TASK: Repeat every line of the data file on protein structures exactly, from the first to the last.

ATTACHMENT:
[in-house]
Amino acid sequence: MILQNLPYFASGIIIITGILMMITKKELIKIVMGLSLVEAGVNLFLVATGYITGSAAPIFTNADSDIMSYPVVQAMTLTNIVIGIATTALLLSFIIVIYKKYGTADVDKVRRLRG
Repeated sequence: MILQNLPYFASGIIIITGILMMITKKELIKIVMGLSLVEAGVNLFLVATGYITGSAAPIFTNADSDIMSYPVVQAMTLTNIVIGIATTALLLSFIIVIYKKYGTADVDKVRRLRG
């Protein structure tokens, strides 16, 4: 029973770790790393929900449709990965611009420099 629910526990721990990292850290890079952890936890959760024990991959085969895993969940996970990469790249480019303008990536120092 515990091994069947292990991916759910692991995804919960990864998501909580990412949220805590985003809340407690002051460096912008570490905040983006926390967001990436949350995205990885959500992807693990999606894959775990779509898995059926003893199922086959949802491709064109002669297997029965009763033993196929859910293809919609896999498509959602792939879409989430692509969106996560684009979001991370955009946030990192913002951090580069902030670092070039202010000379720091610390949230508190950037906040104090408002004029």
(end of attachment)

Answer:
[in-house]
Amino acid sequence: MILQNLPYFASGIIIITGILMMITKKELIKIVMGLSLVEAGVNLFLVATGYITGSAAPIFTNADSDIMSYPVVQAMTLTNIVIGIATTALLLSFIIVIYKKYGTADVDKVRRLRG
Repeated sequence: MILQNLPYFASGIIIITGILMMITKKELIKIVMGLSLVEAGVNLFLVATGYITGSAAPIFTNADSDIMSYPVVQAMTLTNIVIGIATTALLLSFIIVIYKKYGTADVDKVRRLRG
């Protein structure tokens, strides 16, 4: 029973770790790393929900449709990965611009420099 629910526990721990990292850290890079952890936890959760024990991959085969895993969940996970990469790249480019303008990536120092 515990091994069947292990991916759910692991995804919960990864998501909580990412949220805590985003809340407690002051460096912008570490905040983006926390967001990436949350995205990885959500992807693990999606894959775990779509898995059926003893199922086959949802491709064109002669297997029965009763033993196929859910293809919609896999498509959602792939879409989430692509969106996560684009979001991370955009946030990192913002951090580069902030670092070039202010000379720091610390949230508190950037906040104090408002004029």